A long-held belief is that testosterone levels fall as we age, especially in men. Research presented at The Endocrine Society’s annual meeting questions the theory.[iv] It suggests the fall in testosterone levels may be a result of a loss of muscle tissue as a result of having no regular strength training. It may also be a result of stress and other conditions, but training with weights is an easy way to help reduce the loss of testosterone with aging.
Squatting, lunging, lifting and pressing are movements we make every day, or at least we should be able to. Often, these basic movements are avoided in a fitness program for fear of injury. As we start to avoid them in everyday life, we become less functional. As we become less functional, we become less active. I’ve seen people in their 80s still doing squats with a bar on their shoulders, in perfect form. I’ve also seen people in their 40s who have a hard time doing a squat with just their body weight. Unless you have an injury, these movements should be done on a regular basis. If you do have an injury, don’t let it become an excuse to avoid them. Instead, speak with a fitness professional who can help you work around it.
Reduced risk of injury
Do you know someone who gained weight after an injury? Have you? There’s no doubt that a back surgery, knee replacement, or even a torn Achilles’ tendon can force someone off their feet for a while. A good strength training program (along with avoiding poor-quality food) should reduce the need for these injuries or surgeries. That said, if you were injured several years ago and are hanging on to the injury as a reason you can’t get back in shape, stop making excuses. While some injuries are enough to severely limit our movement, most injuries can be overcome. Get some help and get yourself back on the road to recovery.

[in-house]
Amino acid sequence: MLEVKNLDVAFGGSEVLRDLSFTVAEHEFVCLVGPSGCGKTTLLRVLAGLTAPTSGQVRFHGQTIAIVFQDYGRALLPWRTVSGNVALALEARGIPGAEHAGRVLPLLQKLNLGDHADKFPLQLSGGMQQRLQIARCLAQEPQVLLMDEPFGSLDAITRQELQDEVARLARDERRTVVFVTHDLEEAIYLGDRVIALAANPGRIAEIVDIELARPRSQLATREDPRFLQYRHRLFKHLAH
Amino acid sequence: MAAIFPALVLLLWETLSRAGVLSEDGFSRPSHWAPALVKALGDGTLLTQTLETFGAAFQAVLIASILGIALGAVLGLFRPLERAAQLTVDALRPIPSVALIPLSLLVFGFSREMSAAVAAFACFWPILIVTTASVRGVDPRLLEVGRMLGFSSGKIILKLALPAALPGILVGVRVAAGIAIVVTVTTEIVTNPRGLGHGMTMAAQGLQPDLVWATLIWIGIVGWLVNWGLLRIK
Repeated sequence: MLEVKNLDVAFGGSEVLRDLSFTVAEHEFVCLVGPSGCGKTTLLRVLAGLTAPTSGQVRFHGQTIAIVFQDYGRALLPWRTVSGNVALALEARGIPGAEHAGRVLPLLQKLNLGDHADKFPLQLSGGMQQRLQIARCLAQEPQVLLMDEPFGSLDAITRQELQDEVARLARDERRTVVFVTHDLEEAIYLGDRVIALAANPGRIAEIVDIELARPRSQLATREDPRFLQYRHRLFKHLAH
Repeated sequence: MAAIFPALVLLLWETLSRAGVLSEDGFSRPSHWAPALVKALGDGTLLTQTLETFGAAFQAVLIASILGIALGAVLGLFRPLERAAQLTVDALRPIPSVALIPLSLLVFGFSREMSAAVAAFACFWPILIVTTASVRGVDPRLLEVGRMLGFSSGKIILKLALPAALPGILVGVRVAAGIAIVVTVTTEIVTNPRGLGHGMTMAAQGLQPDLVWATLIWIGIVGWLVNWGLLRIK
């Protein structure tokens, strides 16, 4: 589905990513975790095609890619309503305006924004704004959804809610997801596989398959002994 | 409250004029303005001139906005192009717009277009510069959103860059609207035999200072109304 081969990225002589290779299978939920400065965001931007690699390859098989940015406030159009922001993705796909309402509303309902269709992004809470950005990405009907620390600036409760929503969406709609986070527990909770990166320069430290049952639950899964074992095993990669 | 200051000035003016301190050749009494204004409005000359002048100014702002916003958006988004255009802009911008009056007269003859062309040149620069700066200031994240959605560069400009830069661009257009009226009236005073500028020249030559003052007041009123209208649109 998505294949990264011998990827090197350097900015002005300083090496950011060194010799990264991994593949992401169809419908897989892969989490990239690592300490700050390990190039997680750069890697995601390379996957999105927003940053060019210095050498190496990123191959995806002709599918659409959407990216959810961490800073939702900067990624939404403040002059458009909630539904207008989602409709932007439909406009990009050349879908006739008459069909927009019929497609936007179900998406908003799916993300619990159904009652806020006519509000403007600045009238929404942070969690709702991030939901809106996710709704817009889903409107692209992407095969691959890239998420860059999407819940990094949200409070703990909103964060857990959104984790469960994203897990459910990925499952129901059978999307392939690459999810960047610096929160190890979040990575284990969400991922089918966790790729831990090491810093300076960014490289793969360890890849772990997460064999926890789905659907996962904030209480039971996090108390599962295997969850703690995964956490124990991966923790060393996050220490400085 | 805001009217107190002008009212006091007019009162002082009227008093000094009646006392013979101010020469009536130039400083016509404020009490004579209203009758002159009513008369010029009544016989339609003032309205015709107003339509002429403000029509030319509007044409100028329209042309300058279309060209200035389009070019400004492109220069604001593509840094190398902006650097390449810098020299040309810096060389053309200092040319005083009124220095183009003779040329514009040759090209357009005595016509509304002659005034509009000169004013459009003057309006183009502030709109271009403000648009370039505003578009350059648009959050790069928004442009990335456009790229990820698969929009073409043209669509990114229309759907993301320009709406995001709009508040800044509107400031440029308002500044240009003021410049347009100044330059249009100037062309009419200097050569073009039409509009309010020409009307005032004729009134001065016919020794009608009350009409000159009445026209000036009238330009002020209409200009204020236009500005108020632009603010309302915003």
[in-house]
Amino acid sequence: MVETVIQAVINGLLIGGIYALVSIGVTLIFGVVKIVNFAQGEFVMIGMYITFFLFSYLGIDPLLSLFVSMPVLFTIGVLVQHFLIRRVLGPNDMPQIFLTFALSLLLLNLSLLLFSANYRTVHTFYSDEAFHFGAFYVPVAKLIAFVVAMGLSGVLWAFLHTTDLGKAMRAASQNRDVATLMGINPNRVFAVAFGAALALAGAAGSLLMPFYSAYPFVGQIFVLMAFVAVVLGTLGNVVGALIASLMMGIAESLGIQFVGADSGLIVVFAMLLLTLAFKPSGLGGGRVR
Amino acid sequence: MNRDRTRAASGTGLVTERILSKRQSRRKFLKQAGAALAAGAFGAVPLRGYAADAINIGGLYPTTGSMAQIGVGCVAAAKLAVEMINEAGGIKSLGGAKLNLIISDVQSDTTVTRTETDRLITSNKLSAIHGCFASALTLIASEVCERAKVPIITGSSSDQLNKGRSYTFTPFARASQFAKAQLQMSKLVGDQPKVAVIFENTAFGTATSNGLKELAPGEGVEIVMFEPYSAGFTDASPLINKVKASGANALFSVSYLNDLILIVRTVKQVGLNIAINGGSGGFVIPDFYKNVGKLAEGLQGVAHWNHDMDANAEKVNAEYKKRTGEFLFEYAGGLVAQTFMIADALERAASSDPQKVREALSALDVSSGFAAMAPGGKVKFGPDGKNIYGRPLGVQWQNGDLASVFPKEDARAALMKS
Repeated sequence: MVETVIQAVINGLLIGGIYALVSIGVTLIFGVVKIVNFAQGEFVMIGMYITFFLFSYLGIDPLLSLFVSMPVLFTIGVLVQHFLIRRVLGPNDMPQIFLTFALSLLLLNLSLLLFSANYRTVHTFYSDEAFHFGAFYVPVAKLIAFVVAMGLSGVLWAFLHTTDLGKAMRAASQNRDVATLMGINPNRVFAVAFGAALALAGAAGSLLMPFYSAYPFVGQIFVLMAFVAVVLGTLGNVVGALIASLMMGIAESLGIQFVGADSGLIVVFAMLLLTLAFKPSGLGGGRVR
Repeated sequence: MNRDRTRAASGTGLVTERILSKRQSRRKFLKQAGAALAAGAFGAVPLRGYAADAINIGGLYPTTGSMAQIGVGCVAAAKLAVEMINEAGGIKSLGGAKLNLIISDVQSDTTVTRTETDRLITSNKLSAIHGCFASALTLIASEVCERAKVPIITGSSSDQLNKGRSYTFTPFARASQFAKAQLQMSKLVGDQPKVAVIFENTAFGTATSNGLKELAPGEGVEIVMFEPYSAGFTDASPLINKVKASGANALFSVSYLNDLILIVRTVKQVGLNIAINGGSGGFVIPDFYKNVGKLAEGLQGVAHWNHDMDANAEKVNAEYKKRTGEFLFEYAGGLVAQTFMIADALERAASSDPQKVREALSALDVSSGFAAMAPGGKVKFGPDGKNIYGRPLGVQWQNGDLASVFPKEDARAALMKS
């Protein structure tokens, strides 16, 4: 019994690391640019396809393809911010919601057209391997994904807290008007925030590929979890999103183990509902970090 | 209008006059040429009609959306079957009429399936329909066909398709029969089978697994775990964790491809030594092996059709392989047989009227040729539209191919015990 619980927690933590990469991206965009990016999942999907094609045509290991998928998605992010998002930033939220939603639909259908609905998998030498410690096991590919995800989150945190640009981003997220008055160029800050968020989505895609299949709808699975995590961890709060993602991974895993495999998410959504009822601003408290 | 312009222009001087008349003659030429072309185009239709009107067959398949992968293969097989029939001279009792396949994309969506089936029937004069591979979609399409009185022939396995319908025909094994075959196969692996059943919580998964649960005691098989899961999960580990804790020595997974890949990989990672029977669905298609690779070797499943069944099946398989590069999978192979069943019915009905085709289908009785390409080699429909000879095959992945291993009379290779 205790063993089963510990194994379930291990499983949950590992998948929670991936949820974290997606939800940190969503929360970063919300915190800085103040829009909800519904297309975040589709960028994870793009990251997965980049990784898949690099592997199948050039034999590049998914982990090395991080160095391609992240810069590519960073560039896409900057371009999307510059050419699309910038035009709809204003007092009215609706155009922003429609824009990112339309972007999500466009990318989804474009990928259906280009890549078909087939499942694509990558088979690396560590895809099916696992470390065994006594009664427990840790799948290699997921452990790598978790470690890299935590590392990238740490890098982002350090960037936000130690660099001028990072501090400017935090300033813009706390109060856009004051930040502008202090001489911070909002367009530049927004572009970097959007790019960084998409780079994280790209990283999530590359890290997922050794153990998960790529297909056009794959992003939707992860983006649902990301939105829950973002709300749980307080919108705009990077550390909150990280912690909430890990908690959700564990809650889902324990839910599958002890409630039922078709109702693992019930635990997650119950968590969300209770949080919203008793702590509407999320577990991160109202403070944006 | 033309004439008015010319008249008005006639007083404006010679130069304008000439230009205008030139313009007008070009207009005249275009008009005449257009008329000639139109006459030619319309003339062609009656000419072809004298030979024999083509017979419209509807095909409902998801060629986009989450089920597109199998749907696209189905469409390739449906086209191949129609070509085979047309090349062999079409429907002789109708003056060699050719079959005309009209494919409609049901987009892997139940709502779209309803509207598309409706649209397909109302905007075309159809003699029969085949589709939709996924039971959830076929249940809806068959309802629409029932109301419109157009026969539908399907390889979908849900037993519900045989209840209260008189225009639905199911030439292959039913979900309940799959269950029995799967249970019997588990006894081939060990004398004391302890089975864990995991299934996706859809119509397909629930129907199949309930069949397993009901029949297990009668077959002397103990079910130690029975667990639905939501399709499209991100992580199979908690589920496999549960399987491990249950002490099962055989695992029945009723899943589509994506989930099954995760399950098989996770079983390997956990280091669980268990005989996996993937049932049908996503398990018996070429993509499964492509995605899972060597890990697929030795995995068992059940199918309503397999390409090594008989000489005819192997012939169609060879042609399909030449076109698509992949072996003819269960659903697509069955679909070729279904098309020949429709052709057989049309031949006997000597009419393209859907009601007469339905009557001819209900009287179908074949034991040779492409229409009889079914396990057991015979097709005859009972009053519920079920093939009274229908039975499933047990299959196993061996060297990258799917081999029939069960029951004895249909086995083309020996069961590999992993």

There are a variety of other benefits of training with weights beyond what’s been mentioned here. The real point is, weight training is not an “optional” part of a fitness program. It should be a core part of your fitness regimen in any given week. Depending on your current level of conditioning and your goals, a weight training program design can vary quite a bit from one person to the next. In an upcoming article, we’ll look at what types of resistance training to do based on what your goals are.
If training with weights is not part of your program today, get started. If you’re not sure where to start, ask for help from a qualified fitness professional. Consultations should be complimentary at most fitness centers. Talk with an expert and get the guidance you need.
[i] The Endocrine Society. Increased muscle mass may lower risk of pre-diabetes: Study shows building muscle can lower person's risk of insulin resistance. ScienceDaily, 28 Jul. 2011. Web. 7 Aug. 2011.
[ii] Melov S, Tarnopolsky MA, Beckman K, Felkey K, Hubbard A. Resistance Exercise Reverses Aging in Human Skeletal Muscle. PLoS ONE 2007;2(5):e465. doi:10.1371/journal.pone.0000465
[iii] University of Missouri-Columbia. Putting on the pounds after weight loss? Hit the gym to maintain health gains. ScienceDaily, 23 Sep. 2010. Web. 7 Aug. 2011.
[iv] The Endocrince Society. Older age does not cause testosterone levels to decline in healthy men.EurekAlert! 7 Jun 2011. http://www.eurekalert.org/pub_releases/2011-06/tes-oad060711.php
This post was co-authored by my handsome husband. Tom is the Director of Nutrition & Weight Management for Life Time Fitness and Life Time Weight Loss.